Even as the implementation of the Insolvency & Bankruptcy Code has changed not only the economic scenario but also the outlook of both creditors and the debtors, there are certain concerns that have to be addressed including the delay in admission of cases, lack of bidders, and disparity in valuation, say bankers. In a workshop organised by Insolvency and Bankruptcy Board of India (IBBI) on 'Committee of Creditors - An Institution of Public Trust', these issues were highlighted.
Padmaja Chunduru, MD & CEO, Indian Bank raised concerns over delays in admission of cases, the minimum default amount of Rs 1 lakh which remains to be enhanced, primacy of secured creditors over others, maximisation of value of assets, and the balancing of interests of all stakeholders. She asked for trusts/societies to be brought within the ambit of the IBC for the resolution of defaulting educational institutions. The mere threat of being referred to the National Companies Law Tribunal (NCLT) is bringing defaulters to negotiation table, she added.
Another issue that came up in the discussions was that in some cases, even if all the conditions were fulfilled, the application was still dismissed by looking at the company's balance sheets. In some instances, other motives were ascribed behind moving an application. This is an issue that needs to be addressed and it was suggested that the NCLT should consider limiting its roile. The issue of out-of-court settlement between creditors and debtors was also discussed. Under the present insolvency regime, a settlement can be carried out only after making an application of withdrawal under Rule 8 of the Insolvency and Bankruptcy (Application to Adjudicating Authority Rules), 2016 before the admission of the application by the adjudicating authority.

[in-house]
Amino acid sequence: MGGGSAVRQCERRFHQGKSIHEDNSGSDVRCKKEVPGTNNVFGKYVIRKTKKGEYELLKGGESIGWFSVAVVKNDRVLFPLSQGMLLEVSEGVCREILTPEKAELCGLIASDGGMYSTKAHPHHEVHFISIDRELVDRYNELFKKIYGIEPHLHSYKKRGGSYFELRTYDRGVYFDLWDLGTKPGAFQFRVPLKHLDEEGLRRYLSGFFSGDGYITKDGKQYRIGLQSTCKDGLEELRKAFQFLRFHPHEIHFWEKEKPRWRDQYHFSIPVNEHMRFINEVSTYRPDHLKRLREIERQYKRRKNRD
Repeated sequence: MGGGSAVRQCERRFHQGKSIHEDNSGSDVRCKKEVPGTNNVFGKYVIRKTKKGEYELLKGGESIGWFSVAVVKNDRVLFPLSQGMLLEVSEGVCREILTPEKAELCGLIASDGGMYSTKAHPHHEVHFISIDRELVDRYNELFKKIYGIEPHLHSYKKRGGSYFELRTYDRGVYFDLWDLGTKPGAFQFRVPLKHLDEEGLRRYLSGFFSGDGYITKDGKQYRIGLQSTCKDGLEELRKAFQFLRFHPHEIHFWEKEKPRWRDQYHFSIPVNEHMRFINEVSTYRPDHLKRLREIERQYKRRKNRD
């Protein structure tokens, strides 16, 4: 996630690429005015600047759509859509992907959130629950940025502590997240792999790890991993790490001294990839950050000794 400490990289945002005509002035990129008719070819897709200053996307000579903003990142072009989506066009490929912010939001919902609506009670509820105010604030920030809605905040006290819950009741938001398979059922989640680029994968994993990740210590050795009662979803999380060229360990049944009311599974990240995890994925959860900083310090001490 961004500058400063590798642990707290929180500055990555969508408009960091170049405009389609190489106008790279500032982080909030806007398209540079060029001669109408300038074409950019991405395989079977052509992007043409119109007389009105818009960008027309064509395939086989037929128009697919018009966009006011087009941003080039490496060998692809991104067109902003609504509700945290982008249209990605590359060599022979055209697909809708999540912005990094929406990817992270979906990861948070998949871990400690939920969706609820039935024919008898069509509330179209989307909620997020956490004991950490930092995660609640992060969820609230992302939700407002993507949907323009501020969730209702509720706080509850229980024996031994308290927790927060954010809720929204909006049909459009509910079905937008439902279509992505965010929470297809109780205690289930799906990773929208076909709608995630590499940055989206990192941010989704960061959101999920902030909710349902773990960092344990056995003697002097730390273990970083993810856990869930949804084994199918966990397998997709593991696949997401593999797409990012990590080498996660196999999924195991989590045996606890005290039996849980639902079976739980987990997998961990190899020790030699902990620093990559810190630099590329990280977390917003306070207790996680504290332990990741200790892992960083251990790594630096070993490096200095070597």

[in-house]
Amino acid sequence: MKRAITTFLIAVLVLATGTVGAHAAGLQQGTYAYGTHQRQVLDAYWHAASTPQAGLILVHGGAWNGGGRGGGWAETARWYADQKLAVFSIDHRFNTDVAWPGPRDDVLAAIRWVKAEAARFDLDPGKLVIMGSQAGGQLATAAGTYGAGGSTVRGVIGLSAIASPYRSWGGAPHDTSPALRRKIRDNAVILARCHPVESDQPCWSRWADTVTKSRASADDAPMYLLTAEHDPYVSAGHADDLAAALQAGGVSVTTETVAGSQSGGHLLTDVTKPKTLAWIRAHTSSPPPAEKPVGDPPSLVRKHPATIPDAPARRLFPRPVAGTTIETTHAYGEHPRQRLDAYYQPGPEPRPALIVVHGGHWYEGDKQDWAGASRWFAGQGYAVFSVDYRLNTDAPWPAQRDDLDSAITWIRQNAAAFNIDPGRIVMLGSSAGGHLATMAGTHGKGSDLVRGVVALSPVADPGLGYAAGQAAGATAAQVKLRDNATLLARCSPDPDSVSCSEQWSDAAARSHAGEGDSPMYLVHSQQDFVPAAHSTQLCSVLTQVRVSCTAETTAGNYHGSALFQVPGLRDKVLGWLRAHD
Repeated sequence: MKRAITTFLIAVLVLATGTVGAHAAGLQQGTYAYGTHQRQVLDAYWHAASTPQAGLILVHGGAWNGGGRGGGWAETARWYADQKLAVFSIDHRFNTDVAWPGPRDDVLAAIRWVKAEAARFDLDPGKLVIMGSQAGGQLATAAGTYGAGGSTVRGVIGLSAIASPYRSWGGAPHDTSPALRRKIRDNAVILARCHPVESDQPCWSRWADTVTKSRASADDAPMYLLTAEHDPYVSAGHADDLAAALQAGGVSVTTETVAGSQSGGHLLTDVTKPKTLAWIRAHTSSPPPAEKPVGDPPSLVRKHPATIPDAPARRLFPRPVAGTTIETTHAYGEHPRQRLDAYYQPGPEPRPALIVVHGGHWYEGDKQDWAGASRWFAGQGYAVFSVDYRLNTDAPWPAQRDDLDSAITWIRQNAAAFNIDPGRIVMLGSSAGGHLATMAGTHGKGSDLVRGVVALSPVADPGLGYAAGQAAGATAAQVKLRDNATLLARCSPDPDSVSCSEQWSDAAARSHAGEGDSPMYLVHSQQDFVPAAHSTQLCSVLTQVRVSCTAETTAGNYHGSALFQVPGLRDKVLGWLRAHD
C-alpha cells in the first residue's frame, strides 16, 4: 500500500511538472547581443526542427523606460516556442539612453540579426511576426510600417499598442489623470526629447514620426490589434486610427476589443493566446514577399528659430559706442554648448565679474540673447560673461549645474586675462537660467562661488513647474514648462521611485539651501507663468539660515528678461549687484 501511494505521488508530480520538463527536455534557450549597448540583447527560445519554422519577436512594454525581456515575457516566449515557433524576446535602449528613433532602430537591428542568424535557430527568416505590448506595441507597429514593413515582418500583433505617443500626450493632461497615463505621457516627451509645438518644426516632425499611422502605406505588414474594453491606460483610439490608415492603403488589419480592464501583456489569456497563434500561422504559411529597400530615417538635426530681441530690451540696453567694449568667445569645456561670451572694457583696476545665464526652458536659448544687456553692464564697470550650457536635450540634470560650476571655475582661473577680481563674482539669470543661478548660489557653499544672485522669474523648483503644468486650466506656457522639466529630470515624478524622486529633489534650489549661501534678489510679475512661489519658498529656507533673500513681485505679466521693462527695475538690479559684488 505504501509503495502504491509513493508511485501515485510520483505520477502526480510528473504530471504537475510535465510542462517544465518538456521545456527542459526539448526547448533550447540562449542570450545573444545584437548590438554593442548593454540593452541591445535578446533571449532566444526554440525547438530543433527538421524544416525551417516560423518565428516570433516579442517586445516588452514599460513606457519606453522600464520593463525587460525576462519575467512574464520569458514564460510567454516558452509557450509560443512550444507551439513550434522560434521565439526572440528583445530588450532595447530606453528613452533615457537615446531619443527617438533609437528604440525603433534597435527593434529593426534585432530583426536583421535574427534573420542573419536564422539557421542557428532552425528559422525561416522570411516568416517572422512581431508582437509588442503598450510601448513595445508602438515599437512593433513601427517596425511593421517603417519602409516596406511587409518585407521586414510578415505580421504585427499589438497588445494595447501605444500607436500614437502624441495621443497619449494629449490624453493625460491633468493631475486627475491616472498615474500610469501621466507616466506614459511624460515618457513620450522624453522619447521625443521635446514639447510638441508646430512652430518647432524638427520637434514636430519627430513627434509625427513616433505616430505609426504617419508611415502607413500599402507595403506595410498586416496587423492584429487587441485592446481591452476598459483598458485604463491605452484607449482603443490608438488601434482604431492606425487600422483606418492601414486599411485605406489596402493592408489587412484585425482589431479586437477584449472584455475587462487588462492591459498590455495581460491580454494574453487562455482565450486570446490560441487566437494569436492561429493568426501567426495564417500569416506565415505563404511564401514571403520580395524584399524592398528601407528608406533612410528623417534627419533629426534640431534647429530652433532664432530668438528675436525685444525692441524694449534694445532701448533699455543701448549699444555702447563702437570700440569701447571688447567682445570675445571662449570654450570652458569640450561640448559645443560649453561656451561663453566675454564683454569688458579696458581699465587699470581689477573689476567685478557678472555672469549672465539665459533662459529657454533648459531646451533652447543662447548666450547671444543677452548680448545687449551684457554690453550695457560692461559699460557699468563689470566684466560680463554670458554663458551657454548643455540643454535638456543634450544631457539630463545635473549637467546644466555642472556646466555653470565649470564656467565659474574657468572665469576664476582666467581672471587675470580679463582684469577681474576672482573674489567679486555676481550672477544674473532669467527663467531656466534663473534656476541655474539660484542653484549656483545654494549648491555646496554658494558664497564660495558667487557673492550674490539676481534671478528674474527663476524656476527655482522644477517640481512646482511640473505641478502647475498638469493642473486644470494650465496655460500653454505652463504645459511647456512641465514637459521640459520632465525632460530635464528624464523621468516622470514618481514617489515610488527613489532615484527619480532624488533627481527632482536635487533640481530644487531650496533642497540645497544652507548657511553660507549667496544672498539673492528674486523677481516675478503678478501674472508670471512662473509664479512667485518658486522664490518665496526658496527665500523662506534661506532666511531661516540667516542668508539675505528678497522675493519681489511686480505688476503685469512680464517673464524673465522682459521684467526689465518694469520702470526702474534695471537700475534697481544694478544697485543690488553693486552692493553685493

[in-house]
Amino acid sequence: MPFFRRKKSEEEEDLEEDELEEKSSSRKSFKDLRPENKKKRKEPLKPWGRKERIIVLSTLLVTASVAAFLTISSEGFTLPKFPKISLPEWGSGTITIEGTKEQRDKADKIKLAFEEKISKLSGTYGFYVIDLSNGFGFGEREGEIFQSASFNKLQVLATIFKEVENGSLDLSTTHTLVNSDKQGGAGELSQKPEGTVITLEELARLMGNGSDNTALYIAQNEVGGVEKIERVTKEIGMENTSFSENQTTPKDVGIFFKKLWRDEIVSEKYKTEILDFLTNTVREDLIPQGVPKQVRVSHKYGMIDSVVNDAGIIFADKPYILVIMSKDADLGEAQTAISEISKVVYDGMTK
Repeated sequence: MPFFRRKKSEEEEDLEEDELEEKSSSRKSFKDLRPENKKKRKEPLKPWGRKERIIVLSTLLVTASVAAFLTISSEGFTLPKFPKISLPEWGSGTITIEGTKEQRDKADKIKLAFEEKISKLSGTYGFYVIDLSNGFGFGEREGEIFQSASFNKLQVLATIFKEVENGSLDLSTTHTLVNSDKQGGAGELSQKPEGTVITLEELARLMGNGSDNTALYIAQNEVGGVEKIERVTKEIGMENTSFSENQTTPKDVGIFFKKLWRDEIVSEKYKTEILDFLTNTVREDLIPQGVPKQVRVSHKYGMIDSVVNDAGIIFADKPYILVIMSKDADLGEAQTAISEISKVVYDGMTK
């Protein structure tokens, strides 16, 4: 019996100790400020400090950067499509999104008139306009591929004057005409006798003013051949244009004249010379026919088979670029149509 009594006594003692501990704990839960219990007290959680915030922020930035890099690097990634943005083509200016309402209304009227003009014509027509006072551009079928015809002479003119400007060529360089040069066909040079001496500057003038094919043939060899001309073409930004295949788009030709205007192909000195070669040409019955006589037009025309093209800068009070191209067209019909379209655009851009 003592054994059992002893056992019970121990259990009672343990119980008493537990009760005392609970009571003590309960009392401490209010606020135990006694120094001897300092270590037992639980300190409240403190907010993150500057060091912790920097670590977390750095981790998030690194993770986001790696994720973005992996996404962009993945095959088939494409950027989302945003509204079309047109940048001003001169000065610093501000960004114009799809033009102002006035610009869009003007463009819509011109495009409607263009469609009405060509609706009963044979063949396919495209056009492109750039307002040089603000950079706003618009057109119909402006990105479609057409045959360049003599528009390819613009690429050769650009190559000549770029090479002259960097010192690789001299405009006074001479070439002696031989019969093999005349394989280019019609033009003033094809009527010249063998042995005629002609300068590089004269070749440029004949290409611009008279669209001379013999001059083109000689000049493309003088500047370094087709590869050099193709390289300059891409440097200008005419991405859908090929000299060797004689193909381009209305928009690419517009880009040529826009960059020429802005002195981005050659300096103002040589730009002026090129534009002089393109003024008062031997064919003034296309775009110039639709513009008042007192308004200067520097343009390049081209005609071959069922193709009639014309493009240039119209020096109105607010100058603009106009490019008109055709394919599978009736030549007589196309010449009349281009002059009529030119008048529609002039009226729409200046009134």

A spree of amendments shows that the system and procedures for the effective resolution of a debt-ridden company evolves continuously. Several orders and judgements, including the Supreme Court's, have paved the way for a near satisfactory implementation of the Code.
M S Sahoo, chairperson, IBBI said that companies which are viable should be rescued and an effective resolution plan must be put in place thatbenefits all stakeholders. He said that 30 new judicial members have been appointed for the speedy disposal of pending cases.
It was agreed that the NCLT experience has been more or less smooth. Creditors said they realise that the insolvency process it is not just a recovery legislation for lenders unlike SARFAESI Act or the Recovery of Debts Act, but an effective resolution mechanism for corporate debtors.
They said that 30 per cent of the cases that were undergoing resolution, as on September 2018, have already exceeded the 270-day time limit and their resolution is still underway, contrary to the legal mandate that a company's liquidation should commence on exceeding the deadline.